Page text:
"Come now my child, if we were planning to harm you, do you think we'd be lurking here beside the path in the very darkest part of the forest..." - Kenneth Patchen, "Even So."

THIS IS A BLOG ABOUT STORIES AND STORYTELLING; some are true, some are false, and some are a matter of perspective. Herein the brave traveller shall find dark musings on horror, explorations of the occult, and wild flights of fantasy.

Thursday, September 17, 2020



...who has been accused of being outspoken, stubborn, and unapologetic.  Some of you might wish to just skip to the review of Neil Gibson's terrific new Jonstown Compendium book.  

AN ALARMIST MIGHT SAY that art, and artists, are under attack these days.  A cynic would point out they always have been.  I probably fall closer to the latter camp.  I am old enough to remember my parents' fury when Annie Lennox dared sport sideburns to perform "Sweet Dreams (Are Made of This)" at the Grammys, their insistence I get rid of the Eurythmics' albums and buy no more.  Likewise, I recall my high school D&D club being shut down during the Satanic Panic of the 1980s and the horror that two books discovered there confirmed everyone's worst fears...Cults of Prax and Cults of Terror.  All the occult whispers about RPGs had to be true if the books said "cult" brazenly on their covers.  And yes, I fully recall TSR caving and pulling all mention of "devils" and "demons" out of their 2nd edition.

No, if there is art someone is going to be offended by it and demand its removal.  Growing up, from Mapplethorpe to the Dixie (er, excuse me, the) Chicks the attacks came from the Right.  Now the Left has embraced cancel culture with equal passion.  In all cases, and on both sides, the critics "know" moral authority is on their side.

It's come round to gaming again, and unsurprisingly D&D has once more been the one to flinch.  Drow, Orcs, and other "evil" races are now no longer allowed to be evil.  Oh sure, there are a few bad apples, but you can't brand a race evil these days.  Not even a fictional one.  Art must bend to the will of the people, after all. 

That brings us to the Broo.


Chaos is not for everyone. However, from the very first Snakepipe Hollow scenario I have been in love with the concept of Broo. I recall early days of playing D&D and encountering with the ubiquitous Orcs. However after moving to Runequest Broo seemed to have so much more depth, danger and dare I say character. They are classic evil protagonists. In a roleplaying system that is often ubiquitous and containing shades of gray, it’s refreshing to have clearly evil creatures where there is pleasure to be had in dispatching them.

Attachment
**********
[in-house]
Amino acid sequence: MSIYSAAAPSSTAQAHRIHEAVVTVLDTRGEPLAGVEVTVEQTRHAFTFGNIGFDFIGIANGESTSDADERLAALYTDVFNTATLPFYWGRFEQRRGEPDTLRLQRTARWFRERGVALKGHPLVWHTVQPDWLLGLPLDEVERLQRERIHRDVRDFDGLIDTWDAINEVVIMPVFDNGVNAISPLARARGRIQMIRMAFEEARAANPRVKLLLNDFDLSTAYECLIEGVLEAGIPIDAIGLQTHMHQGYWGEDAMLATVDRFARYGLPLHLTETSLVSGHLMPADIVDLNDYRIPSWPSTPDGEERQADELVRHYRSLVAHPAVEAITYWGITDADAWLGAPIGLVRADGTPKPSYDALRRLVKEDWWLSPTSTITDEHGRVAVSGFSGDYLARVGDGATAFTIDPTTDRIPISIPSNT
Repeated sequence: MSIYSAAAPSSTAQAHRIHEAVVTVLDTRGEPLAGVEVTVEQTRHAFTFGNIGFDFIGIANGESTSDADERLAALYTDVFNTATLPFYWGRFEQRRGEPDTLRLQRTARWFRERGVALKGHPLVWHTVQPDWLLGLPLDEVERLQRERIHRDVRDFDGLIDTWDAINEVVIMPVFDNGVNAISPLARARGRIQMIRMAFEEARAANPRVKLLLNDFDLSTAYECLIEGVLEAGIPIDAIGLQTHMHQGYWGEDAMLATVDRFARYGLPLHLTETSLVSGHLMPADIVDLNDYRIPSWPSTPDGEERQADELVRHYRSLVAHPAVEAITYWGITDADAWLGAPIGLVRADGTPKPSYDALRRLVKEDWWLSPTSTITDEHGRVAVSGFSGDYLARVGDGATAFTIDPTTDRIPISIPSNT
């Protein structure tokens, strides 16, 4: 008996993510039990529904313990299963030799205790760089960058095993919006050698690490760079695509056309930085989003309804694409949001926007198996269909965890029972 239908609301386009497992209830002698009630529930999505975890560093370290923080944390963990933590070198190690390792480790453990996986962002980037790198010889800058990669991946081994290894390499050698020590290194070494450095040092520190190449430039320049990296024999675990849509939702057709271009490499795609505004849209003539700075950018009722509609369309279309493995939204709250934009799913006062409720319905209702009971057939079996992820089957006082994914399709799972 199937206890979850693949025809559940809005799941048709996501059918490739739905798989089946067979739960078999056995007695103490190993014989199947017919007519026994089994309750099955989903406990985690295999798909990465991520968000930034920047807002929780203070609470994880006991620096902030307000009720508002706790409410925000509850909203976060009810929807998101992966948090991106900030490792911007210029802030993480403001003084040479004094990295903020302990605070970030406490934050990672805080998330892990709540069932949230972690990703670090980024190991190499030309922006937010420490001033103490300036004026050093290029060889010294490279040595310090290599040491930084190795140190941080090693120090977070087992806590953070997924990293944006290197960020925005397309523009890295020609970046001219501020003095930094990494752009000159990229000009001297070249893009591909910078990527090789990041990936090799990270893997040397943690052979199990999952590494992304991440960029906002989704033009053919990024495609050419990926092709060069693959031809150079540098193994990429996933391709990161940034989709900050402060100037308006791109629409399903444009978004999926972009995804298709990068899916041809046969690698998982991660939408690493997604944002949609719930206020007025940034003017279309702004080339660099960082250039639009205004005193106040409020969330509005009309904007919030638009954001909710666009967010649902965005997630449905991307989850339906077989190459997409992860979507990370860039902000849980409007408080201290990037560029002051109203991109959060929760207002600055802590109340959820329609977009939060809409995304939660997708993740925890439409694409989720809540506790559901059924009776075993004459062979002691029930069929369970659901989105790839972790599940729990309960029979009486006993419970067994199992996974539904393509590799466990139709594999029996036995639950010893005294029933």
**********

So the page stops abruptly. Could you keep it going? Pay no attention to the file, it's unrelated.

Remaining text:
--Neil Gibson; "A Love Letter to the Broo"

In Greg Stafford's Glorantha you are hard pressed to find capital "E" Evil.  There are no alignments per se, just conflicting motivations.  Even Chaos, which most people would consider the purest form of Evil, has its defenders, and the Lunar Empire--which embraces Chaos as a necessary part of creation--is actually for most people there a terrific place to live.

As author Neil Gibson points out in the passage above, the Broo tend to be an exception.  Generally goat-like, they are like the satyrs of classical mythology stripped of even a single redeeming feature.  They are a hybrid race, each one different from the next, a mixture of its Broo parent and whatever unfortunate creature it had offspring with.  They hate most other living things and worship the very foulest gods, including one who spreads disease.  If it is sickening, cruel, or despicable, the Broo probably do it.  They are one of the few things in the setting you can kill guilt free.

Gibson's Legion, a supplement for RuneQuest: Roleplaying in Glorantha, is nearly 80 pages of Broo.  Each one is unique, each one is fleshed out, each one is sheer, horrific delight.  There are Broo of all danger levels here, from Rune Levels down to their followers.  The book is simply page after page of gloriously terrible antagonists.  

Inside you will meet the likes of Vuz Dog Witch, a hyena-broo hybrid carrying distemper.  There is Mad Eye, who has no eyes where one should reasonably expect them...but instead has eyes opening and closing all over his body.  There is the Black Bull who...er...well...originally born of a rock lizard has been mutating beyond all comprehension or recognition by his (?) worship of Porchango.

The diversity of the monsters included is amazing, and the book comes with several new diseases tucked away in the back.


No, this is not The Big Book of Gloranthan Bedtime Stories, but Gibson's Legion is as responsible as a work of horror or dark fantasy fiction could be.  It includes a giant warning right up front as well as in the product description.  It politely sidesteps any mention of Broo reproduction. and Gibson deftly manages the trick of going right up to the line between taste and gratuitousness without ever crossing it.  For those of us who love Gloranthan as it is, chills and all, Legion isn't a love letter to the Broo, but to us.

Shout outs also have to go out to the terrific artists, Tho Connell, Mika Koskensalmi, Yoza, and Rick Hershey.  And how could I not to mention Teguh Suwanda's glorious cover, which has to be my new favorite cover in the entire Jonstown Compendium.

At 8.95 US for an 80 page PDF, it is a treasure.            


1 comment:

  1. Your recommendation is good enough for me... and as it is about my all-time favourite Gloranthan baddie - Broos. Can't wait to feed this into my Six Seasons in Sartar Campaign...